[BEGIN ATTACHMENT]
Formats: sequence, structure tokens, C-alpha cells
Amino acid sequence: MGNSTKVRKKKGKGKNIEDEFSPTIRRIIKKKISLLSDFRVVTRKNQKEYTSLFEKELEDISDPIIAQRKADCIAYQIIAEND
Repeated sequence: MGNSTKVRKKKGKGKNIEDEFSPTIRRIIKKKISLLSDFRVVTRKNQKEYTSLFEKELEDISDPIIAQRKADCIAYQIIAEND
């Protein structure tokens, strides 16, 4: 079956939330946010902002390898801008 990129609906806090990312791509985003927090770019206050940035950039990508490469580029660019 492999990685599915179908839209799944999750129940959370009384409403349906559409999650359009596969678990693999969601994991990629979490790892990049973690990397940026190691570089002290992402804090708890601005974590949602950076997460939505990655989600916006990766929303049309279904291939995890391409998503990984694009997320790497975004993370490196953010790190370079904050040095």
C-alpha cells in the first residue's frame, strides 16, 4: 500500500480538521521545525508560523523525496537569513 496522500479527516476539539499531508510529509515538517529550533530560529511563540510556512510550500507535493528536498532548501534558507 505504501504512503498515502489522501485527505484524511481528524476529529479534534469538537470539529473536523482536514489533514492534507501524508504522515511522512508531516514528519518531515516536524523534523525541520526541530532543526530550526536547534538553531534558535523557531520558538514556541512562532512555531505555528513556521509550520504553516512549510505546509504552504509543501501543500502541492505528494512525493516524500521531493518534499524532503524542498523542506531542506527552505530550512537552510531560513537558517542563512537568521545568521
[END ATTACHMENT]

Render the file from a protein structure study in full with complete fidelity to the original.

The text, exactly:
Formats: sequence, structure tokens, C-alpha cells
Amino acid sequence: MGNSTKVRKKKGKGKNIEDEFSPTIRRIIKKKISLLSDFRVVTRKNQKEYTSLFEKELEDISDPIIAQRKADCIAYQIIAEND
Repeated sequence: MGNSTKVRKKKGKGKNIEDEFSPTIRRIIKKKISLLSDFRVVTRKNQKEYTSLFEKELEDISDPIIAQRKADCIAYQIIAEND
């Protein structure tokens, strides 16, 4: 079956939330946010902002390898801008 990129609906806090990312791509985003927090770019206050940035950039990508490469580029660019 492999990685599915179908839209799944999750129940959370009384409403349906559409999650359009596969678990693999969601994991990629979490790892990049973690990397940026190691570089002290992402804090708890601005974590949602950076997460939505990655989600916006990766929303049309279904291939995890391409998503990984694009997320790497975004993370490196953010790190370079904050040095």
C-alpha cells in the first residue's frame, strides 16, 4: 500500500480538521521545525508560523523525496537569513 496522500479527516476539539499531508510529509515538517529550533530560529511563540510556512510550500507535493528536498532548501534558507 505504501504512503498515502489522501485527505484524511481528524476529529479534534469538537470539529473536523482536514489533514492534507501524508504522515511522512508531516514528519518531515516536524523534523525541520526541530532543526530550526536547534538553531534558535523557531520558538514556541512562532512555531505555528513556521509550520504553516512549510505546509504552504509543501501543500502541492505528494512525493516524500521531493518534499524532503524542498523542506531542506527552505530550512537552510531560513537558517542563512537568521545568521